Type:  Levallois Point

Location: Israel



MoST ID: 2110

Pedestal Link: https://une.pedestal3d.com/r/-cfBf2SHLe

Model Author:  Mary-Anne Stone

This chert Levallois point is from Israel.  The flake was struck from a recurrent unidirectional Levallois core.  The Levallois method refers to a specific way the core was flaked to create a Levallois flake, which was then used as a tool.  Triangular Levallois points like this one are characteristic of the ‘Tabun B’ industry at Tabun Cave, ca. 45,000-75,000 BP.

This Levallois point was probably struck from a unidirectional core.  The convexities for striking this flake were created by removing two flakes which converged and overlapped at their distal ends.  This created a triangular-shaped zone of high mass on the core face.  This Levallois point was struck from that triangular mass, and hence was triangular in shape without needing further retouching.  That is, the shape was ‘predetermined’ by the way those prior flake removals converged.  This is referred to as a ‘convergent’ preparation mode, and the core it was struck from was ‘unidirectional-convergent’.  The edges of the point were damaged by trampling or rolling after the tool was discarded.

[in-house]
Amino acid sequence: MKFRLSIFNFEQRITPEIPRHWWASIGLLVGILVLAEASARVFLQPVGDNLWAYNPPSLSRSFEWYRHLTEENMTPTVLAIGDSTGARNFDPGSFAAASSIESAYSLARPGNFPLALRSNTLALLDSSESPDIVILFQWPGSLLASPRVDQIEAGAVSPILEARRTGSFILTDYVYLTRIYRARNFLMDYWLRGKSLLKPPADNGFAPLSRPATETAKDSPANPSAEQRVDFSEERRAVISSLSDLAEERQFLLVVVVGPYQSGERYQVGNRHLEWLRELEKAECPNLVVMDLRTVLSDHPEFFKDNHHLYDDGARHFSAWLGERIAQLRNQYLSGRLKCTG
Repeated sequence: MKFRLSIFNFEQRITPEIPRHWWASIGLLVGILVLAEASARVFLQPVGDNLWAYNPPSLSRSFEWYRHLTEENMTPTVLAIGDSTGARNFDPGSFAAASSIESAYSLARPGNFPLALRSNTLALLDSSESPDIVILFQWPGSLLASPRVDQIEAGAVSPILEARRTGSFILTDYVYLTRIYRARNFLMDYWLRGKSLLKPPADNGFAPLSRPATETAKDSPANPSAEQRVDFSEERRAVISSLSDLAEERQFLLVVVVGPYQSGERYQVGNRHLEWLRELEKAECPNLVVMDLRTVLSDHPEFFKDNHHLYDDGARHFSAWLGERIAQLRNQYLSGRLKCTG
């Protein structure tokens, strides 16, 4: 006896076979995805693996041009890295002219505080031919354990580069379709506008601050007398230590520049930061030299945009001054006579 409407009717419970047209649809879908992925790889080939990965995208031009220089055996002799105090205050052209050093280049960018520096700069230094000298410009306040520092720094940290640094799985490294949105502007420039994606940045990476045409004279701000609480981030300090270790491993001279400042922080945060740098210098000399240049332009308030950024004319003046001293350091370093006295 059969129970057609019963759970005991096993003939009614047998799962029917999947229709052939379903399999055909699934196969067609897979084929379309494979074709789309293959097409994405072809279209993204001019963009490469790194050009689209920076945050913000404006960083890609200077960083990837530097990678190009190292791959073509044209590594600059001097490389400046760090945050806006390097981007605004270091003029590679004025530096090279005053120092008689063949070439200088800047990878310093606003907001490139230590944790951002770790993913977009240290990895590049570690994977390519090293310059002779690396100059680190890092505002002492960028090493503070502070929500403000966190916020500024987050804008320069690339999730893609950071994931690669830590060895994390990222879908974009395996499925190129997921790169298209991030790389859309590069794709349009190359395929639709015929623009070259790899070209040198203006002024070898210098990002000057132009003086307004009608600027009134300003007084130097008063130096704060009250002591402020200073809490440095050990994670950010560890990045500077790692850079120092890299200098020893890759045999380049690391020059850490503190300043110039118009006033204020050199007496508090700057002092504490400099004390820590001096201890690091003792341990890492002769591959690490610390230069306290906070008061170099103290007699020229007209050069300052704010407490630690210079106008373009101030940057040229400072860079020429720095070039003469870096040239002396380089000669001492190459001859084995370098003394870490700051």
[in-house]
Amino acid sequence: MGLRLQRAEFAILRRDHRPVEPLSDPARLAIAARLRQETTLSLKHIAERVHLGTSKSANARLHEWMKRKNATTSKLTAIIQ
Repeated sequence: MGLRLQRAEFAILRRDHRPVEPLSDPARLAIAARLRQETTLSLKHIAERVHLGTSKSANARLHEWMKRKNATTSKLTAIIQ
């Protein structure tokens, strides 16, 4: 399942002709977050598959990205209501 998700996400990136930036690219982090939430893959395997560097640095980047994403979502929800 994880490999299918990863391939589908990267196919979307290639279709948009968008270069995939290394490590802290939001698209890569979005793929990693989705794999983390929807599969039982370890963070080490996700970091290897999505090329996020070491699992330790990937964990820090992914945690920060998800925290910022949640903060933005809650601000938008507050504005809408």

The Levallois reduction method emerged by about 300,000 BP in Africa from the preceding Acheulean, handaxe-focused technologies.  The shift was significant in human evolution, as it marks the emergence of advanced levels of strategic planning in stone-flaking, which in turn implies cognitive capabilities that required enhanced working memory.  These are hallmarks of high-level cognition like that seen in Homo sapiens, although the Levallois method was also applied by Homo neanderthalensis and other Homo species that lived during this period.  In the Levallois method, the core is flaked by hard-hammer percussion to deliberately produce a flake of a specific shape; the flake shape is ‘predetermined’ by the way the core is set up.  Levallois cores are bifacial—flaked on two faces—with one face carefully domed to create the high mass that will be removed in striking off the Levallois flake.  The opposite face is flaked non-invasively to create platforms for striking off the ‘doming’ flakes from the core face.  In this sense, there is a ‘hierarchical’ conception of the core, where one face is only used to prepare platforms, and the opposite face is only used to create the desired Levallois flakes.  In technical parlance, this doming process involved manipulating the ‘convexity’ (the degree of doming) of the core face; lateral convexities are created by flaking along the sides of the core, and distal convexity is created by flaking the end of the core.  Once the domed core face is set up, a platform is carefully prepared at the end of the dome, and the dome is struck off as the Levallois flake.  The core may then be reworked, and another Levallois flake struck off, and so on.  A variety of Levallois approaches have been defined by archaeologists.